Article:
“Certification is an integral part of everything that an aerospace company does…” Really, no kidding?
    “..and with the achievement of this critical milestone,…” Sorry, you did not achieve anything yet.
    “… we’re now able to confidently focus our efforts on closing the remaining certification plans and completing the testing required to certify our aircraft,” COMPLETING the testing??? I think we have the Understatement of the Year award right there!

    And their supposed Part 135 accomplishment is another non-event. According to today’s FAA data, their operating certificate is for exactly ONE SR-22 (reg. N827UR) in the Bay Area. They have blocked that plane’s ADS-B tracking so it’s not super-obvious that it just sits there, but crowdsourced feeds show it just flies a circle a few days a week back/forth from Salinas to San Carlos. That’s all it ever does. Looks like someone at Joby is using it to commute. Explain to me how that “valuable experience” of flying a piston at 4,000AGL of an aircraft in a different category for a couple hours a week has anything to do with eVTOL urban mobility.

    Did I mention that their aircraft is Powered Lift? (not an airplane, which everyone has heard of but no one can find pilots for). Have a look in the Airmen Registry on how many PL pilots exist. Hint: You can fit them all comfortably in their current Part 135 fleet.

  3. So at one end we have Marc G’s highly optimistic forecast and at the other end we have Carl. R’s assessment based on available data. I’ll refrain from commenting, but I am tempted!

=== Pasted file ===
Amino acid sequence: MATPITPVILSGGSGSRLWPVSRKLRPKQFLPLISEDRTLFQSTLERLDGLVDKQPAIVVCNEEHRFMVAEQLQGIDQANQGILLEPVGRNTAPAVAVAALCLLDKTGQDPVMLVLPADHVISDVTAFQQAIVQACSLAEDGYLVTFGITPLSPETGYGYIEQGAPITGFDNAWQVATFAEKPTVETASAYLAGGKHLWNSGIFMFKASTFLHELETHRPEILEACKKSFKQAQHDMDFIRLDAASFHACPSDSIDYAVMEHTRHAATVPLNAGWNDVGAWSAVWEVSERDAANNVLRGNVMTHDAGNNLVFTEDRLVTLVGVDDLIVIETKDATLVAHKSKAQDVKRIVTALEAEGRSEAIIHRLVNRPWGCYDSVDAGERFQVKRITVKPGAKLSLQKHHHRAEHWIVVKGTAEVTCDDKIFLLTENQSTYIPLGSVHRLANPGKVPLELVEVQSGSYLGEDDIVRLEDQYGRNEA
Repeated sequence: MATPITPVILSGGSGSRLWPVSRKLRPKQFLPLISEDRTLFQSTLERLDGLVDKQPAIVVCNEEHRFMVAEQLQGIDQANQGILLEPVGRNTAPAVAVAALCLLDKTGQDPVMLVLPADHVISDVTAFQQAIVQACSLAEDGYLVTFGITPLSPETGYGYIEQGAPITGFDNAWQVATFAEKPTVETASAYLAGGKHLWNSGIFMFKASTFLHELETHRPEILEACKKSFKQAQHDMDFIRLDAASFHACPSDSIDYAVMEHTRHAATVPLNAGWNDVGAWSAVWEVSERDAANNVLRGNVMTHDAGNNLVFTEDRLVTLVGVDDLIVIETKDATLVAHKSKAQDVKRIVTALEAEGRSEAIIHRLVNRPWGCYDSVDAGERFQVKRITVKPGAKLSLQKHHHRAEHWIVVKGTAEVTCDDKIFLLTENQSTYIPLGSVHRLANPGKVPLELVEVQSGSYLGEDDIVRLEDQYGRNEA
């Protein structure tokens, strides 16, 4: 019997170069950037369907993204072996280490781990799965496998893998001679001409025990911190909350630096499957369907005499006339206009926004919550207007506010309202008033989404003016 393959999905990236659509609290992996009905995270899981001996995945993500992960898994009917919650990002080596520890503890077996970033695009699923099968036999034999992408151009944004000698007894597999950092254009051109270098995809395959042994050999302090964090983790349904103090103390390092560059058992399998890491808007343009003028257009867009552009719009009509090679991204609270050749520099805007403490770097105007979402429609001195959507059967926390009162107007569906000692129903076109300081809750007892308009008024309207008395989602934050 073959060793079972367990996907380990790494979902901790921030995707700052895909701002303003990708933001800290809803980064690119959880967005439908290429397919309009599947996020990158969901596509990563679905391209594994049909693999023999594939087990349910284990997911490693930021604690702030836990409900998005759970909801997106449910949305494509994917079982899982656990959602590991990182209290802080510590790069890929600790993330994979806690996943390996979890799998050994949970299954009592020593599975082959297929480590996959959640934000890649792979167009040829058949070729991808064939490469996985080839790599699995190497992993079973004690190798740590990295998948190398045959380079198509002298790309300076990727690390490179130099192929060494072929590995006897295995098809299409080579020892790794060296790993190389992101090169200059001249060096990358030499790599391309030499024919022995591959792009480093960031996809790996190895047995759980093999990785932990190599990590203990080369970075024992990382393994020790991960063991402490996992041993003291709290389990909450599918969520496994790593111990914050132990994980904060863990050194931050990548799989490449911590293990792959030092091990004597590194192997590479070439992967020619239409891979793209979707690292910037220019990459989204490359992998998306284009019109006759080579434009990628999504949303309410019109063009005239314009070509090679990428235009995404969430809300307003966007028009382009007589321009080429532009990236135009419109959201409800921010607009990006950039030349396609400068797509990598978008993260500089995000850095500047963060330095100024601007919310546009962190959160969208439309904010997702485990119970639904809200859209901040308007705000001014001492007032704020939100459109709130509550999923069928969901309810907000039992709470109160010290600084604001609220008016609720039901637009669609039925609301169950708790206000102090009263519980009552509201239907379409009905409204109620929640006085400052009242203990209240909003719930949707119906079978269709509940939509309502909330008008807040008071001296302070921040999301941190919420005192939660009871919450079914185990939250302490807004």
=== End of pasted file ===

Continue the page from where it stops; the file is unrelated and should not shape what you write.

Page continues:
• So Rich after re-reading this column have you found any “available data” to supplement Carl’s “Opus of Doom” ?

  4. Bravo Carl R. for providing sanity in a world of breathless “press releases” of unproven demonstrated veracity and provenance.

    Not saying that these ideas shouldn’t be tried–only that they are better suited to “Mechanics Illustrated” type magazines (who have predicted “flying cars” and “atomic airplanes” for decades.)

    Let’s get on with “News you can (actually) USE”–not providing a platform for somebody’s unproven dream. I don’t believe the skies will be darkened with “electric-powered flying cars” within the lifetimes of most readers.

  5. “Joby is aiming to launch commercial passenger service by 2025.” So they are going to be legal and ready to commercially fly passengers in US airspace in less than two years? It is amazing how one of the most predictable comments for all these projects is the we are just a few months or years from being mainstream and commercial.

  6. The task of certifying aircraft is trecherous as Carl sets forth in his analysis. But there are other paths into the sky. In 2004 FAA approved a new aircraft type (LSA,ELSA/SLSA) certified to ASTM standards, not 14 CFR. And created an airman certificate and medical requirement with a new A&P/IA designation for LSA type. “EVTOL” is certainly candidate for a similar “fast route”. Consider also that $JOBY is a public company with an impressive board and ~3billion in market capitization. Losing money is quite low on the agenda. And consider support infrastructure – $JOBY has its own installed base of charging stations and full motion flight simulators to train $JOBY EVTOL pilots. $JOBY is supported by JobsOhio and other state organizations whose primary focus is job creation (side-effect -> GA rejuvenation). If $JOBY ultimately existed only to move packages between airports, supplement law enforcement and public safety and provide a charging grid it could still be a billion dollar company … but wait. It’s already a … hmm. Anyway, I’ve seen with my own A&P/IA eyes and I charged my Tesla on one of their stations with a provided adapter. Last note and confession – I was sufficiently nutty to have bought $TSLA stock a long time ago and still own it, so, mea culpa.